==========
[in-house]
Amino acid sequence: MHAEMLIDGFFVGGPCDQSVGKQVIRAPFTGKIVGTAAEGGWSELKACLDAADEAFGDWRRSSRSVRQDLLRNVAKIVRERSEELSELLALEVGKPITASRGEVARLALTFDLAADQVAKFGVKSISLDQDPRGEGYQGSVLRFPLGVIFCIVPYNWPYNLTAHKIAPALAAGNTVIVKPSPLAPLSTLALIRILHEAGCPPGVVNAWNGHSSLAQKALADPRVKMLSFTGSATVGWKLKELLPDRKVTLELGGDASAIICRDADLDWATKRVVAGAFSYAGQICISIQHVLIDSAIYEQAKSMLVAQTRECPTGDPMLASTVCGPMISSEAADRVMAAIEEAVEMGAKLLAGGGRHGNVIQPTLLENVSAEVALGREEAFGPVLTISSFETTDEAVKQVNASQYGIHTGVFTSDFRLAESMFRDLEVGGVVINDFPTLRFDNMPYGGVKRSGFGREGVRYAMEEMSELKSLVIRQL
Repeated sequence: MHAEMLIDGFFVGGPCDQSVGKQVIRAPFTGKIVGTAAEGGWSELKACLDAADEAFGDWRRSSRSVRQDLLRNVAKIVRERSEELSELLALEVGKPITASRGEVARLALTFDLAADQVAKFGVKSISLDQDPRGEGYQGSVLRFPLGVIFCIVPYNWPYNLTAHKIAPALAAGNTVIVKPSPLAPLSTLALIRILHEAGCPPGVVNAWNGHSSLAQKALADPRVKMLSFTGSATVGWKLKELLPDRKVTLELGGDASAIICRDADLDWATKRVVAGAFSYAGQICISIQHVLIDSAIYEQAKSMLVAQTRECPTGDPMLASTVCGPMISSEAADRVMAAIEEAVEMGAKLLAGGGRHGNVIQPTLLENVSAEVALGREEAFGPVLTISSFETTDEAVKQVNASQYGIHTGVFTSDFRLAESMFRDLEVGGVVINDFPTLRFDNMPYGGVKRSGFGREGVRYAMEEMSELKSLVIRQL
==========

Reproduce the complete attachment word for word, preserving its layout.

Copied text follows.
[in-house]
Amino acid sequence: MHAEMLIDGFFVGGPCDQSVGKQVIRAPFTGKIVGTAAEGGWSELKACLDAADEAFGDWRRSSRSVRQDLLRNVAKIVRERSEELSELLALEVGKPITASRGEVARLALTFDLAADQVAKFGVKSISLDQDPRGEGYQGSVLRFPLGVIFCIVPYNWPYNLTAHKIAPALAAGNTVIVKPSPLAPLSTLALIRILHEAGCPPGVVNAWNGHSSLAQKALADPRVKMLSFTGSATVGWKLKELLPDRKVTLELGGDASAIICRDADLDWATKRVVAGAFSYAGQICISIQHVLIDSAIYEQAKSMLVAQTRECPTGDPMLASTVCGPMISSEAADRVMAAIEEAVEMGAKLLAGGGRHGNVIQPTLLENVSAEVALGREEAFGPVLTISSFETTDEAVKQVNASQYGIHTGVFTSDFRLAESMFRDLEVGGVVINDFPTLRFDNMPYGGVKRSGFGREGVRYAMEEMSELKSLVIRQL
Repeated sequence: MHAEMLIDGFFVGGPCDQSVGKQVIRAPFTGKIVGTAAEGGWSELKACLDAADEAFGDWRRSSRSVRQDLLRNVAKIVRERSEELSELLALEVGKPITASRGEVARLALTFDLAADQVAKFGVKSISLDQDPRGEGYQGSVLRFPLGVIFCIVPYNWPYNLTAHKIAPALAAGNTVIVKPSPLAPLSTLALIRILHEAGCPPGVVNAWNGHSSLAQKALADPRVKMLSFTGSATVGWKLKELLPDRKVTLELGGDASAIICRDADLDWATKRVVAGAFSYAGQICISIQHVLIDSAIYEQAKSMLVAQTRECPTGDPMLASTVCGPMISSEAADRVMAAIEEAVEMGAKLLAGGGRHGNVIQPTLLENVSAEVALGREEAFGPVLTISSFETTDEAVKQVNASQYGIHTGVFTSDFRLAESMFRDLEVGGVVINDFPTLRFDNMPYGGVKRSGFGREGVRYAMEEMSELKSLVIRQL